The body of the holy patriarch, Saint Dominic, had been laid to rest, according to his own desire, in the Church of Saint Nicholas at Bologna, beneath the feet of his Brethren, and, in spite of continual prodigies and Divine favors granted to the faithful who prayed day and night at his tomb, his children allowed the sacred deposit to remain under the plain flagstone originally laid over it and took no steps for obtaining his canonization. Lest they should be thought to be seeking their own emolument under the appearance of piety, the Friars even broke and threw away the votive offerings brought by the people and would not permit any exterior marks of devotion to be exhibited. It was necessity which at length compelled them to undertake the first translation of the sacred relics. The ever-increasing numbers of the Community obliged them to enlarge the Convent, and to pull down the old church and build a new and more spacious one. To do this the tomb of Saint Dominic would have to be disturbed. They accordingly applied for the requisite permission to Pope Gregory IX., who was no other than the Saint’s old friend, Cardinal Ugolino. He joyfully granted the petition, at the same time administering a sharp rebuke to the Friars for their long negligence.
The solemn translation accordingly took place on Whit-Tuesday, May 24, 1233 A.D., during the General Chapter, which was held that year at Bologna. The Pope wished to have attended in person, but, being prevented from doing so, he deputed the Archbishop of Ravenna to represent him, in company with a number of other distinguished prelates. Three hundred Friars Preachers from all countries assembled to assist at this function, not without a secret fear on the part of some as to the state in which the sacred remains might be found, as they had long been exposed to rain and heat, owing to the dilapidated condition of the church. The opening of the tomb took place before daybreak, in the presence of Blessed Jordan, then Master-General of the Order, and the fathers of the Chapter, together with the Bishops, Prelates and Magistrates who were to assist at the ceremony. All stood round in silence while the Procurator, Father Rodolph of Faenza, raised the stone. Hardly had he begun to remove the earth and mortar that lay beneath an extraordinary odor became perceptible , which increased in power and sweetness as they dug deeper, until at length, when the coffin appeared and was lifted out of the grave , the whole church was filled with the perfume as though from the burning of some rich and precious gums. The bystanders knelt on the pavement, shedding tears and emotion as the lid was raised, and the exposed to their eyes.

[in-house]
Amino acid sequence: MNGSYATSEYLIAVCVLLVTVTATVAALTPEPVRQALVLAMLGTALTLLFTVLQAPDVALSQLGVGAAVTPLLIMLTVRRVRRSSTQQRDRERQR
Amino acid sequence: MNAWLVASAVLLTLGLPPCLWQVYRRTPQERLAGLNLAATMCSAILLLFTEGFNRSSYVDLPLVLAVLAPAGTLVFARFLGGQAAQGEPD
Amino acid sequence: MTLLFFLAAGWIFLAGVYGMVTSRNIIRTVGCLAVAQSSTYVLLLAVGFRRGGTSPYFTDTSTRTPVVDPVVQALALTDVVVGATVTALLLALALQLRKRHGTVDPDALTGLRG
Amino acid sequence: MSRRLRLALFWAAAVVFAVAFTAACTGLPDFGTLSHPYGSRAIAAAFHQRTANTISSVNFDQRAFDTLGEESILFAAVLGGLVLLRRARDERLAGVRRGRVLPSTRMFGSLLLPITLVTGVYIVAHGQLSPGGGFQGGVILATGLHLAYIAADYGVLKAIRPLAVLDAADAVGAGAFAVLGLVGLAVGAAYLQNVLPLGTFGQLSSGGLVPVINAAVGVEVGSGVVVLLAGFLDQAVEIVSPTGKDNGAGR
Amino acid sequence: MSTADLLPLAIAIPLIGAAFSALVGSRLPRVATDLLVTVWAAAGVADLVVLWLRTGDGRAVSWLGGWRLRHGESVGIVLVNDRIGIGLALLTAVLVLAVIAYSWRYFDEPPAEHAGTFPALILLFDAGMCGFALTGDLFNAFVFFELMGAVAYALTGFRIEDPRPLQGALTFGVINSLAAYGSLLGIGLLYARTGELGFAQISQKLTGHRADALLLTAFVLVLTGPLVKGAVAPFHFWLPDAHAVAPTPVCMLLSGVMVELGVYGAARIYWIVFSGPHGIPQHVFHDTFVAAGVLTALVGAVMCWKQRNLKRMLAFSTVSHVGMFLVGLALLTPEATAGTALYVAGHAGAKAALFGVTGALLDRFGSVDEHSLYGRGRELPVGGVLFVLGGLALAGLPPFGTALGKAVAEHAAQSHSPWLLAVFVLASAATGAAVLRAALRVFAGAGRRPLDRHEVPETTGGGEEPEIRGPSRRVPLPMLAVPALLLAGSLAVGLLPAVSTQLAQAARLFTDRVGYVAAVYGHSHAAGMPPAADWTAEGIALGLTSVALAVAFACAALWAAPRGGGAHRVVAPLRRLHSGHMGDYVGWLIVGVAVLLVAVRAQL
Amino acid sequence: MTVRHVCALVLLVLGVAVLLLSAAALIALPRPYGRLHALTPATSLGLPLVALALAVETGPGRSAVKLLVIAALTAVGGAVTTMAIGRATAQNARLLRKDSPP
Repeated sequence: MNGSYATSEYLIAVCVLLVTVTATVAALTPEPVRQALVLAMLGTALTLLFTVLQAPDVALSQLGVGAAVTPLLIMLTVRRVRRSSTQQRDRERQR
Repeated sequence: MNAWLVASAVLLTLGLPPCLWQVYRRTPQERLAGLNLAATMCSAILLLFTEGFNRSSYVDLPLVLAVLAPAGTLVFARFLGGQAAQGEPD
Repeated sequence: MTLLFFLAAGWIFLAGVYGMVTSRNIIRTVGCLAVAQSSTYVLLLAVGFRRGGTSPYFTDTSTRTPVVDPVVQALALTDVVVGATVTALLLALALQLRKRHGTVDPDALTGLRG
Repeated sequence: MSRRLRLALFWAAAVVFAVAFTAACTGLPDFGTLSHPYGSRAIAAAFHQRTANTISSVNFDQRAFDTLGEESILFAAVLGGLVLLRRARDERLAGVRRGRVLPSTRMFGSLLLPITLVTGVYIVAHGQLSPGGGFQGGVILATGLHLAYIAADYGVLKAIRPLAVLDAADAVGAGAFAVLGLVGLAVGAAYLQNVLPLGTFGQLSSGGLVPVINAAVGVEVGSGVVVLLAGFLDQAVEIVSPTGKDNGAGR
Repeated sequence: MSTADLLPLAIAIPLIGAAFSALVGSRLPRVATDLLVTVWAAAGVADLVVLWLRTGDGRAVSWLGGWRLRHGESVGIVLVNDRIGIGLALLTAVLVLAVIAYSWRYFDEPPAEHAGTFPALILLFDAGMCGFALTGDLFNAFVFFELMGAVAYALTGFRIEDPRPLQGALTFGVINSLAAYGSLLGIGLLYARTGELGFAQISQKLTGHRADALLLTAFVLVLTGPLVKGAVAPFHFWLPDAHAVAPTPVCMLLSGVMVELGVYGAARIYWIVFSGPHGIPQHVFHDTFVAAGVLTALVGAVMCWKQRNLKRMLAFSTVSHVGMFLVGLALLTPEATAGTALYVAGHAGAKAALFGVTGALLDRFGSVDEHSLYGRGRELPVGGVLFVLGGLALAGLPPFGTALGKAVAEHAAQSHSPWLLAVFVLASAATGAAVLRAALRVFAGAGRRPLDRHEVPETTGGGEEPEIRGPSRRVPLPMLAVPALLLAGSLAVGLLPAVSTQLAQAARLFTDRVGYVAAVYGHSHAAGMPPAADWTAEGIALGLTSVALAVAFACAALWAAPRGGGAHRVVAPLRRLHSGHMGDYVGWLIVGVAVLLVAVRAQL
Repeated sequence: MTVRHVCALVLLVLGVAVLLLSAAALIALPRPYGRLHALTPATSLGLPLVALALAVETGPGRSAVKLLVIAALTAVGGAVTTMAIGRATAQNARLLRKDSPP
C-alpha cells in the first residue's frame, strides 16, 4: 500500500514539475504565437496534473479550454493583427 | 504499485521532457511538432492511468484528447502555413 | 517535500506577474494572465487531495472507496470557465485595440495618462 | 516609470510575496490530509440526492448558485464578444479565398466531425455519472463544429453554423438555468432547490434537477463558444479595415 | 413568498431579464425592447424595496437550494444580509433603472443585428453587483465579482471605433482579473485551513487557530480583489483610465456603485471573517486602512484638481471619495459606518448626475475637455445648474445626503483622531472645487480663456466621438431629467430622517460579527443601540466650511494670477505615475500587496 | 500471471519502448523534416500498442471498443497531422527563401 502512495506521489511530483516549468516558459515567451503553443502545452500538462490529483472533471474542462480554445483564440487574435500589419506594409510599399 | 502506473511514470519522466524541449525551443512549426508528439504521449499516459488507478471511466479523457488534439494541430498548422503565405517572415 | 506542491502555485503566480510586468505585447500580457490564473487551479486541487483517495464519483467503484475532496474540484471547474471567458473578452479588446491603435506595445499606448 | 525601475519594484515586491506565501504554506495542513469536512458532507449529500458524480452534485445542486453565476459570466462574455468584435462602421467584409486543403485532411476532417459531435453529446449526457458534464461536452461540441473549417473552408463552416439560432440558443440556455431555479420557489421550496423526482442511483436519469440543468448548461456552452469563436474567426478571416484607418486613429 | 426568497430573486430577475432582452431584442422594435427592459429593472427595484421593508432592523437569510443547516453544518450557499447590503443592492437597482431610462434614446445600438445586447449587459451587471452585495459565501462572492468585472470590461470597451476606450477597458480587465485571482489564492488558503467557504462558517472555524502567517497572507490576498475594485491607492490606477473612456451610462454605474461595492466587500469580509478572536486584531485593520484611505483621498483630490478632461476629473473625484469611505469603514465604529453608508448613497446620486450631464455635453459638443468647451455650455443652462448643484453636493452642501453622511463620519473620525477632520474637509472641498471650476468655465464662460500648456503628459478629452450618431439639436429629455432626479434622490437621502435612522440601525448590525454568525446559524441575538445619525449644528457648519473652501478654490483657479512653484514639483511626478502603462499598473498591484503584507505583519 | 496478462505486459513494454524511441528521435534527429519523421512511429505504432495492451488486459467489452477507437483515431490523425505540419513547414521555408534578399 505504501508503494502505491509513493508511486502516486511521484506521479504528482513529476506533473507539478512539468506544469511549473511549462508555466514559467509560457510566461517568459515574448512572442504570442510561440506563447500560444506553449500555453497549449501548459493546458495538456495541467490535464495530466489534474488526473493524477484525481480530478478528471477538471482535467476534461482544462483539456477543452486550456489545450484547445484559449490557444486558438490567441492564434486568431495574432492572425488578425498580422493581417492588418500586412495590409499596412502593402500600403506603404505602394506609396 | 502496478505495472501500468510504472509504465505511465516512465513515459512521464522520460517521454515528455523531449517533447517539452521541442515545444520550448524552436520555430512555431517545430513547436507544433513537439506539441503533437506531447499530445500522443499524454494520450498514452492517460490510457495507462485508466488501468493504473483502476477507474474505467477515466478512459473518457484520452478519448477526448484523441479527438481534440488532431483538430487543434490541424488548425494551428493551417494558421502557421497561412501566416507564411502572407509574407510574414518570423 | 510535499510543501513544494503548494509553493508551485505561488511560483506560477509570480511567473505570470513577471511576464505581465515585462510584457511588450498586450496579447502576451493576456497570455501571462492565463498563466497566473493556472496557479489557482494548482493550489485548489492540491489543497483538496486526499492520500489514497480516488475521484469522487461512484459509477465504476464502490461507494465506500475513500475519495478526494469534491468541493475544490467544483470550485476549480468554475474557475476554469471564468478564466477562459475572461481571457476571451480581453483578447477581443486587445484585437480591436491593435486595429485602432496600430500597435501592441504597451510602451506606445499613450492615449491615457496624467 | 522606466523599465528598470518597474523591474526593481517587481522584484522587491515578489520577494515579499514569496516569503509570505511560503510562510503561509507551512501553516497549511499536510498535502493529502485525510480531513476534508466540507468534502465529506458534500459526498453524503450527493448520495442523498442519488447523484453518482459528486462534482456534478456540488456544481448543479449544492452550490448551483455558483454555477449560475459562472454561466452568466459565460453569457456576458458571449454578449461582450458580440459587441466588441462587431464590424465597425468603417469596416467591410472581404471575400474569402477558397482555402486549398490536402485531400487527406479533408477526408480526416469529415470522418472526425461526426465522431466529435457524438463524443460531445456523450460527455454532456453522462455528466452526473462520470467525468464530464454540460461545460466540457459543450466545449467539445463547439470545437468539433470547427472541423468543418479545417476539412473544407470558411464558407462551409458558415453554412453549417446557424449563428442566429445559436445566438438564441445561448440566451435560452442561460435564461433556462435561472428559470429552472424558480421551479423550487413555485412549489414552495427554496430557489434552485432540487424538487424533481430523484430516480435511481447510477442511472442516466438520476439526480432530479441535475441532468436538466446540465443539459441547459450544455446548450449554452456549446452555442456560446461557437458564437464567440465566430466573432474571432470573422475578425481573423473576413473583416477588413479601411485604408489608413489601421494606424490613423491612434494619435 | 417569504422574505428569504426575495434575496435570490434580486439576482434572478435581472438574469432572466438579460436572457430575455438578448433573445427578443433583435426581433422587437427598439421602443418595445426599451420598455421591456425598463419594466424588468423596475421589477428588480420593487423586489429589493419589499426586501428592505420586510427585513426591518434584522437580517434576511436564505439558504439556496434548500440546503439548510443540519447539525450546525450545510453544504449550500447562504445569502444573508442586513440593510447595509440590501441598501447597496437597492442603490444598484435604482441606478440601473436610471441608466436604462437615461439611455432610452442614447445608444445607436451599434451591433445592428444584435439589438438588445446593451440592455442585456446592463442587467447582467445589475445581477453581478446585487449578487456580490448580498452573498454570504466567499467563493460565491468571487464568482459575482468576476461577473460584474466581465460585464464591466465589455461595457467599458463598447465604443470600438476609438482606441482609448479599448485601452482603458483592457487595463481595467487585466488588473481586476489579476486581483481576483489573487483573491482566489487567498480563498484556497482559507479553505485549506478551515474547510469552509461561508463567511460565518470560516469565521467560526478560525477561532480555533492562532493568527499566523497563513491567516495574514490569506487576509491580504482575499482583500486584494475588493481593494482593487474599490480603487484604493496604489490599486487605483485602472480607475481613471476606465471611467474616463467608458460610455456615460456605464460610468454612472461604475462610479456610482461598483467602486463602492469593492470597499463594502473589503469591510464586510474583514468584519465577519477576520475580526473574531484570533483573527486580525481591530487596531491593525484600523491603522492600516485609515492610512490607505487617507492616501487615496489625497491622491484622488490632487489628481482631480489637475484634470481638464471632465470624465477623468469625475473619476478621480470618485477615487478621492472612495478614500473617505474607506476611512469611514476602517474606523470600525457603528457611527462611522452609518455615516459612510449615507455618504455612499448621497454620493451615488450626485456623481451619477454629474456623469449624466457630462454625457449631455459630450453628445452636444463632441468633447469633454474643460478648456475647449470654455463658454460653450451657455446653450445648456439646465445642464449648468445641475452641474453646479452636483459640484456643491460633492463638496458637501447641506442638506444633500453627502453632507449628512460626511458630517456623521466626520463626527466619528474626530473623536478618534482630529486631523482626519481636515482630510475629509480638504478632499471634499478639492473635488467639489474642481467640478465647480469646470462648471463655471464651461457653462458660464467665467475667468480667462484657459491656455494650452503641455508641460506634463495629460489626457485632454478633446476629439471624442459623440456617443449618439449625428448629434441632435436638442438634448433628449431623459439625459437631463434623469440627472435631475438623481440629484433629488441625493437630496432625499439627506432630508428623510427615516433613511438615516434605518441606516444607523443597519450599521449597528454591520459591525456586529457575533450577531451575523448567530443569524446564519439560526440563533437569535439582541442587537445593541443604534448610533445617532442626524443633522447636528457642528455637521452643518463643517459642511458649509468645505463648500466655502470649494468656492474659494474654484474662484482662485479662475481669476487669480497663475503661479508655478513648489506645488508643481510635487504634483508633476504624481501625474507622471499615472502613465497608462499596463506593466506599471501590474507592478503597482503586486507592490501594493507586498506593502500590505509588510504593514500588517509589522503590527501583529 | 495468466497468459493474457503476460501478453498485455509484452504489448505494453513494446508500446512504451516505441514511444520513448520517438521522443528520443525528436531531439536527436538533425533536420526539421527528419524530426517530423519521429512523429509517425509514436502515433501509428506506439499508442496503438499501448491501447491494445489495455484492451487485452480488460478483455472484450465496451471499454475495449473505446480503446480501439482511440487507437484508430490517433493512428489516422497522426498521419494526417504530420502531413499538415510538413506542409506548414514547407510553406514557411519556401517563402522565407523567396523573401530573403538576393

It was the Master-General who raised the body of his beloved father and reverently laid it in a new coffin. The faithful were then admitted, and the Archbishop of Ravenna sang the Mass of the day, while the fragrance diffused from the open coffin flooded the whole of the sacred edifice. Blessed Jordan in his circular letter to the Order thus described the solemn function: “As the choir intoned the Introit, ‘Receive the joy of your glory, giving thanks to God, who was called you to the celestial kingdom,’ the Brethren in their gladness of heart took the words as if spoken from heaven. The trumpets sounded, the people displayed a countless multitude of tapers; and, as the procession moved along, there everywhere resounded the words, ‘Blessed be Jesus Christ!” He goes on to speak of the vast number of miraculous graces which were poured forth both before and after the ceremony. ‘Sight “he says , “was granted to the blind, power of walking to the lame, soundness to the paralyzed, speech to the dumb…..I myself saw Nicholas, an Englishman, who had long been paralyzed, leaping at this solemnity.”
The coffin was then laid in the marble tomb prepared for it. But eight days later, to satisfy the devotion of some distinguished persons who had not been present on the previous occasion. The holy remains were again exposed to view. Then it was that Blessed Jordan, taking the sacred head between his hands, kissed it, while tears of tenderness flowed from his eyes; and, so holding it, he desired all the fathers of the Chapter to approach and gaze at it for the last time. One by one they came and kissed the venerable relics. All were conscious of the same extraordinary fragrance; it remained on the hands and clothes of those who touched or came near the body. Nor was this the case merely when the grave was first opened. The tomb remained unclosed for fifteen days, during which interval it was guarded by officers appointed by the city magistrates; and all this times the same exquisite odor was sensible to all who visited the spot; and Flaminius, who lived three hundred years later, thus writes (1527 A.D.): “This divine odor adheres to the relics even to the present day.”
A second translation of Saint Dominic’s relics took place in the year 1267 A.D., when the holy body was removed to amore richly ornamented tomb. This translation, like the first, was made at a time of the General Chapter; and the head of the Saint, after being devoutly kissed by the Brethren and several Bishops who were present, was exposed to the veneration of the people from a lofty stage erected outside the Church of Saint Nicholas. The tomb was again opened in 1383 A.D., when apportion of the head was placed in a silver reliquary, in order the more easily to satisfy the devotion of the faithful. Finally, 1469 A.D., the remains of the Saint were deposited in the magnificently sculptured shrine in which they now rest, which is regarded as the masterpiece of Nicholas Pisano.